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Anticipating and Adapting to Increases in Water Distribution Infrastructure Failure Caused by Interdependencies and Heat Exposure from Climate Change


Abstract This dissertation advances the capability of water infrastructure utilities to anticipate and adapt to vulnerabilities in their systems from temperature increase and interdependencies with other infrastructure systems. Impact assessment models of increased heat and interdependencies were developed which incorporate probability, spatial, temporal, and operational information. Key findings from the models are that with increased heat the increased likelihood of water quality non-compliances is particularly concerning, the anticipated increases in different hardware components generate different levels of concern starting with iron pipes, then pumps, and then PVC pipes, the effects of temperature increase on hardware components and on service ... (more)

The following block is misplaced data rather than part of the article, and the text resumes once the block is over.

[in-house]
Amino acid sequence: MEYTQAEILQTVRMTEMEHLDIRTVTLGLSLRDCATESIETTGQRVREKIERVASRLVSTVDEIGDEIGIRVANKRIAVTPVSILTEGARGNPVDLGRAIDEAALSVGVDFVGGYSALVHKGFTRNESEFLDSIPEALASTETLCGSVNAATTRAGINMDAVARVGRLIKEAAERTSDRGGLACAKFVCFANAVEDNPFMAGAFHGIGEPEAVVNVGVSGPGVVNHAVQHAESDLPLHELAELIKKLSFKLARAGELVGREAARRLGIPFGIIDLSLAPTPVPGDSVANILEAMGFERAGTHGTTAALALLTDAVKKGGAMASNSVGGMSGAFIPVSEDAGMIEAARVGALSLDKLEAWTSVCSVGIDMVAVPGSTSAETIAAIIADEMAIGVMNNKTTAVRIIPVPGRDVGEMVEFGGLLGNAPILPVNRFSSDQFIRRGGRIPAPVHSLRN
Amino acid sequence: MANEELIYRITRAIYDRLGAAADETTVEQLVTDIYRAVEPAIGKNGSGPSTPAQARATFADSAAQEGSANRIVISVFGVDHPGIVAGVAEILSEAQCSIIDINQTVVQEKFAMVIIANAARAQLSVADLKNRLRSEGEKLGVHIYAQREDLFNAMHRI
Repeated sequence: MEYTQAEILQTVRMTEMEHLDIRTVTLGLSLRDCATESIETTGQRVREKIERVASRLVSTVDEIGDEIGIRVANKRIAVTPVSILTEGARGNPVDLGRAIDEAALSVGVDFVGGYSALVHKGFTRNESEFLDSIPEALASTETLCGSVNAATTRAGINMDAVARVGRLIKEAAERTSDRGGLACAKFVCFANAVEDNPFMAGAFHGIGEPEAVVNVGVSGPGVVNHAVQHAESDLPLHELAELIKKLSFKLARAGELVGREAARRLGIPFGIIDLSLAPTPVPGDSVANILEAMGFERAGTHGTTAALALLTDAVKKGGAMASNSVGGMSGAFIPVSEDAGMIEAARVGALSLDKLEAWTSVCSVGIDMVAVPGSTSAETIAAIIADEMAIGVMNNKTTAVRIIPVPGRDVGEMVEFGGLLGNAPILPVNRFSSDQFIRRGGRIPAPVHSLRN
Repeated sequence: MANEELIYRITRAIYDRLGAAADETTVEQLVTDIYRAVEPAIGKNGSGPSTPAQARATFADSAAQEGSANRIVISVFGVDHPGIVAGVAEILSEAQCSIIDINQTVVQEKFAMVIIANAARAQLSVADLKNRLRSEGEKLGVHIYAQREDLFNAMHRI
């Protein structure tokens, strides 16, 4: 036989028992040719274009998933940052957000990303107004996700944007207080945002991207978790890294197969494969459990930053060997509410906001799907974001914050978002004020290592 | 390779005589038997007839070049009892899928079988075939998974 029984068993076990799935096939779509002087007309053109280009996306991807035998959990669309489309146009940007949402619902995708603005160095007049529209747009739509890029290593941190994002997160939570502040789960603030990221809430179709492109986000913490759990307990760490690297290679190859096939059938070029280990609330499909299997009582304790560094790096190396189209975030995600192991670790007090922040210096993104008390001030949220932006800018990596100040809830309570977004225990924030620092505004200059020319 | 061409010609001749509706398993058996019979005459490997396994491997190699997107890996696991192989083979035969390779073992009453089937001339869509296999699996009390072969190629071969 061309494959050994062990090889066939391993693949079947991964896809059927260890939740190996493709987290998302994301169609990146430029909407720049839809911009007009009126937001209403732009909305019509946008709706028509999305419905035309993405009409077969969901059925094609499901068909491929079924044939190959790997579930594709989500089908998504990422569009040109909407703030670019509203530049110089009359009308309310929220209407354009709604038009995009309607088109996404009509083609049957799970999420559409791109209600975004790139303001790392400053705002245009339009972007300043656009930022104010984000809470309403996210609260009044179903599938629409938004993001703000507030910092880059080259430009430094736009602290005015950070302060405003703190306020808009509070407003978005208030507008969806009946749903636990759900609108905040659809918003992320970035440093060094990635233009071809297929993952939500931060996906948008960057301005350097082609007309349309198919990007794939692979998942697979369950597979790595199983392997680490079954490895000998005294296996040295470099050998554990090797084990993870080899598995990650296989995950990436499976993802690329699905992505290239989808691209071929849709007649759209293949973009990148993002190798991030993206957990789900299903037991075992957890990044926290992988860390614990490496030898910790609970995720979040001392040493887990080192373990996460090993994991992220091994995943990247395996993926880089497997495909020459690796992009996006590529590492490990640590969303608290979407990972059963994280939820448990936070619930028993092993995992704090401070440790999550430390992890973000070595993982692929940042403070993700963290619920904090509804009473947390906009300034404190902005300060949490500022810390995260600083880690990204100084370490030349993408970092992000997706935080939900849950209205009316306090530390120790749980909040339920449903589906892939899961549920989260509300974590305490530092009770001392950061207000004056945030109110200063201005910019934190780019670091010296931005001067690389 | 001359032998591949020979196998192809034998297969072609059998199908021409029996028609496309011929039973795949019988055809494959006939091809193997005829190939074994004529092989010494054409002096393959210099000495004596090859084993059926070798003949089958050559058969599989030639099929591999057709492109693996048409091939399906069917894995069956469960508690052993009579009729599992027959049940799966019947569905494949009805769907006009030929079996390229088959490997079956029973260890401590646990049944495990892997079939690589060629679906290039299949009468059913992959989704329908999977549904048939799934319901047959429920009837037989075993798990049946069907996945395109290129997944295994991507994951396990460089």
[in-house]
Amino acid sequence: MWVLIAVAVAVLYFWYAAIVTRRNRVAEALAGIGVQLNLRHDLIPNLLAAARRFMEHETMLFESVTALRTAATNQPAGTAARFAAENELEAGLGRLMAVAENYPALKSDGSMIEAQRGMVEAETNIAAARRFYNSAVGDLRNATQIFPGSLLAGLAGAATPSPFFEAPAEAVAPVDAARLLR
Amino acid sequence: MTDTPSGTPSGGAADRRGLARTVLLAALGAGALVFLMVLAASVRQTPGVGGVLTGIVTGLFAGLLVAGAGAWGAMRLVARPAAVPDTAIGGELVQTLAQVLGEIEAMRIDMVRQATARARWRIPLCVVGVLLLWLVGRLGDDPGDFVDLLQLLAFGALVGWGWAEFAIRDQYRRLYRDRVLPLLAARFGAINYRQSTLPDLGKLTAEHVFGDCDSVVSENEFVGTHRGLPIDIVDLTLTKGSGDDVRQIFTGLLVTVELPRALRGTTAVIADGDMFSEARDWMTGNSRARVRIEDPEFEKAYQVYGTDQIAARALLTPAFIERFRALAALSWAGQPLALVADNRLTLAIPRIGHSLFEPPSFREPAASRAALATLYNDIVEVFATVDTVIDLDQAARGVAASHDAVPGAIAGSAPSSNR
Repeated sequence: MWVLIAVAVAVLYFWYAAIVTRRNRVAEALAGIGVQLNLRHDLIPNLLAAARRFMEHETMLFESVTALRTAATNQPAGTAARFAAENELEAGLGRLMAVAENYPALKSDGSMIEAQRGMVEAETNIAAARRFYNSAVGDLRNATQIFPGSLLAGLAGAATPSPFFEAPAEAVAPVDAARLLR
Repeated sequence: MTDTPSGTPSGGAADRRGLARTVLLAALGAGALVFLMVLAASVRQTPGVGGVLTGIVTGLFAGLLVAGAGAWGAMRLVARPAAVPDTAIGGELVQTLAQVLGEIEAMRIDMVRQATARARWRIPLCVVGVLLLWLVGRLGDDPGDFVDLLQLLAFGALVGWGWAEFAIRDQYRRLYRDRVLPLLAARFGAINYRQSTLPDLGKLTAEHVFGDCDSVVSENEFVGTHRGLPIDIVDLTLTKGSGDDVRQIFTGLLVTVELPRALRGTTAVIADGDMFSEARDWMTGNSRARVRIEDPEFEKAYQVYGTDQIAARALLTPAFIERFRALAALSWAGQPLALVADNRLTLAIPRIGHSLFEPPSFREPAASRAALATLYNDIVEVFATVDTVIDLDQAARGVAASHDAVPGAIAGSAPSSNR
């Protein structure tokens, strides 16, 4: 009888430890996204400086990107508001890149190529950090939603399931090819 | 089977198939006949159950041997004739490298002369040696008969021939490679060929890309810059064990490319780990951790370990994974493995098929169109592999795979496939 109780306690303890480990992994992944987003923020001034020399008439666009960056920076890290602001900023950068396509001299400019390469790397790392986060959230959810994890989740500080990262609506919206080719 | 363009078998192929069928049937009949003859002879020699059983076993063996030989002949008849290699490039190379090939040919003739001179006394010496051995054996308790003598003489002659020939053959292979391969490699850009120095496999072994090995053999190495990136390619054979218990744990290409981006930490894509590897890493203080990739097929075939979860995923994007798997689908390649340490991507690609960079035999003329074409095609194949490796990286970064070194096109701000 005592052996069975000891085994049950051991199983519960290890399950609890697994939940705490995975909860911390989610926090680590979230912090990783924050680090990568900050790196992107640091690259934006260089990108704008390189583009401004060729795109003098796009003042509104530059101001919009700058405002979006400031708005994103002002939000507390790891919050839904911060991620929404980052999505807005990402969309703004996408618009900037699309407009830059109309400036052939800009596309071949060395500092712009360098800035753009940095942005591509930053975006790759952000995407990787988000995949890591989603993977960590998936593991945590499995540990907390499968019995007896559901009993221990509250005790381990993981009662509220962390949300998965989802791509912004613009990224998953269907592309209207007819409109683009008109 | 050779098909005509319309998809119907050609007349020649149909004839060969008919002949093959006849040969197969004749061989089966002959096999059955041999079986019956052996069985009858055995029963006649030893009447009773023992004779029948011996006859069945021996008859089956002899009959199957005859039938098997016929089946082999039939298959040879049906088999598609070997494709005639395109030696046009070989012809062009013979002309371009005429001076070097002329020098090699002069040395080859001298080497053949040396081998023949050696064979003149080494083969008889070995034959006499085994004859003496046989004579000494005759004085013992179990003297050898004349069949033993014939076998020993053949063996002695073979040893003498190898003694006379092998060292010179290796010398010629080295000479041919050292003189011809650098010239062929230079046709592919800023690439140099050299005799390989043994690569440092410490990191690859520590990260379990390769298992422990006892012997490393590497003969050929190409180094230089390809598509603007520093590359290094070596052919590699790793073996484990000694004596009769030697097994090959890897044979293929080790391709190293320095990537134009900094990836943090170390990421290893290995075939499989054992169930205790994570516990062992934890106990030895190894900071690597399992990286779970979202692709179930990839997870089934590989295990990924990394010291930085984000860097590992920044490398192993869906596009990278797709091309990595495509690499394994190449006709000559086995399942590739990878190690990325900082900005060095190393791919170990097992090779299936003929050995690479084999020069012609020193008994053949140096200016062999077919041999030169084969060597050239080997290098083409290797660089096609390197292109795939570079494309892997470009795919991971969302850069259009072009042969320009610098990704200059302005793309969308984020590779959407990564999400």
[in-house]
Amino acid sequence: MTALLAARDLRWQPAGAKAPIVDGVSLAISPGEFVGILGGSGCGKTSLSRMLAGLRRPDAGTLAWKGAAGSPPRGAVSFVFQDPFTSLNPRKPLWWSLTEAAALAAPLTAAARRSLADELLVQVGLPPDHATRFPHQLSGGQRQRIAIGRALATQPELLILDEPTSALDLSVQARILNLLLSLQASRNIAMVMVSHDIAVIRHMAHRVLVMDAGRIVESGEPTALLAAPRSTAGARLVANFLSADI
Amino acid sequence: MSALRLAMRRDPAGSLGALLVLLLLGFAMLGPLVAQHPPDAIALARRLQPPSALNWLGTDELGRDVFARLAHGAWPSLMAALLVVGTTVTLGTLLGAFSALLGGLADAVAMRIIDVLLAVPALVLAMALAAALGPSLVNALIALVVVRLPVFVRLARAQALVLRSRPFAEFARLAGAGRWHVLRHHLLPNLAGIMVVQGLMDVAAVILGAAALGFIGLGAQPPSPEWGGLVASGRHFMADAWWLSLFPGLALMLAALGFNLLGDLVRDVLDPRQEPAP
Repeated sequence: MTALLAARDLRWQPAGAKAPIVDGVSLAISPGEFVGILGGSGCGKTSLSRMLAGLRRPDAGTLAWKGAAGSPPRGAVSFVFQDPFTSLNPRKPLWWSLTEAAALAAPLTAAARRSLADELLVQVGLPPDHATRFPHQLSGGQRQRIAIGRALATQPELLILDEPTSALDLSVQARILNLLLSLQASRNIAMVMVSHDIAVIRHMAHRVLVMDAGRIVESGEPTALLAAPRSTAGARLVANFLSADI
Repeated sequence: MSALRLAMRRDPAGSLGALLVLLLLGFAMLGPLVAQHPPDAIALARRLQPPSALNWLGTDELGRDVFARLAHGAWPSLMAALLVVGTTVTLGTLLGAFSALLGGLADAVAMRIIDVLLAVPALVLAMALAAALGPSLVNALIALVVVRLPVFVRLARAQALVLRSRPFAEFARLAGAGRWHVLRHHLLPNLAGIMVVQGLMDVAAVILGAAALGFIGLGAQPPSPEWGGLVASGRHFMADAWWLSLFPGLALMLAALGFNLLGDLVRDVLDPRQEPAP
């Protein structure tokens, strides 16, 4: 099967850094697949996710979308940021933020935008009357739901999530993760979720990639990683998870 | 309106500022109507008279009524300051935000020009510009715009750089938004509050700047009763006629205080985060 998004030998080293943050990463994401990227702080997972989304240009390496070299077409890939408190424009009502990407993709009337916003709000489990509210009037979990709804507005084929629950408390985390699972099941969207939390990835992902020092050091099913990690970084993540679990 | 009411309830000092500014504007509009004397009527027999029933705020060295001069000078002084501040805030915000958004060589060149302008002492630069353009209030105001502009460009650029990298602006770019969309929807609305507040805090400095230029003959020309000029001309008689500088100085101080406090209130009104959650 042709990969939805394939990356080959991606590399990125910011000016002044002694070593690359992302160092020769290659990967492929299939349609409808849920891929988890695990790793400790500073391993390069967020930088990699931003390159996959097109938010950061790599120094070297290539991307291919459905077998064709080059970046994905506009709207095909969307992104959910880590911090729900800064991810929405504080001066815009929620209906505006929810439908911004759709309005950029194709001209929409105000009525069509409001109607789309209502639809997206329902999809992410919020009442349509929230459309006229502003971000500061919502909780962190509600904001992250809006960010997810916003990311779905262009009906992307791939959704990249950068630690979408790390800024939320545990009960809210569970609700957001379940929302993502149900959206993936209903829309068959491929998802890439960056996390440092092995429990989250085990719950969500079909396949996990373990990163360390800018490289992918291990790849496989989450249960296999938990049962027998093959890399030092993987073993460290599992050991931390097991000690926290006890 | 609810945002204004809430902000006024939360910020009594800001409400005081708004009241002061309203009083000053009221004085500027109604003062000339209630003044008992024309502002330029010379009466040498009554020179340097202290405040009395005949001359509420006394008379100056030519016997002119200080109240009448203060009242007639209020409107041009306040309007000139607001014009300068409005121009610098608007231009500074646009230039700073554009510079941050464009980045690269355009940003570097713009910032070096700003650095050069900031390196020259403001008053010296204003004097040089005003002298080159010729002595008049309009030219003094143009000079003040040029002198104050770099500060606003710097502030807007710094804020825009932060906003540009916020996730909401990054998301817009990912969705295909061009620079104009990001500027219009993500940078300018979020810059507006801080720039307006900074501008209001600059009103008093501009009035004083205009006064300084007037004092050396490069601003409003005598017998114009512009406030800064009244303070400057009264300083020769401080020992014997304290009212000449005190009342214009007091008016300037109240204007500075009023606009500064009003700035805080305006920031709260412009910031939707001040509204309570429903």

Created Date 2019
Contributor Bondank, Emily Nicole (Author) / Chester, Mikhail V (Advisor) / Ruddell, Benjamin L (Committee member) / Johnson, Nathan G (Committee member) / Seager, Thomas P (Committee member) / Arizona State University (Publisher)
Subject Civil engineering / Sustainability / climate change impacts / infrastructure interdependencies / infrastructure vulnerability / stochastic network simulation
Type Doctoral Dissertation
Extent 219 pages
Language English
Copyright
Note Doctoral Dissertation Civil, Environmental and Sustainable Engineering 2019
Collaborating Institutions Graduate College / ASU Library
Additional Formats MODS / OAI Dublin Core / RIS


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Description Dissertation/Thesis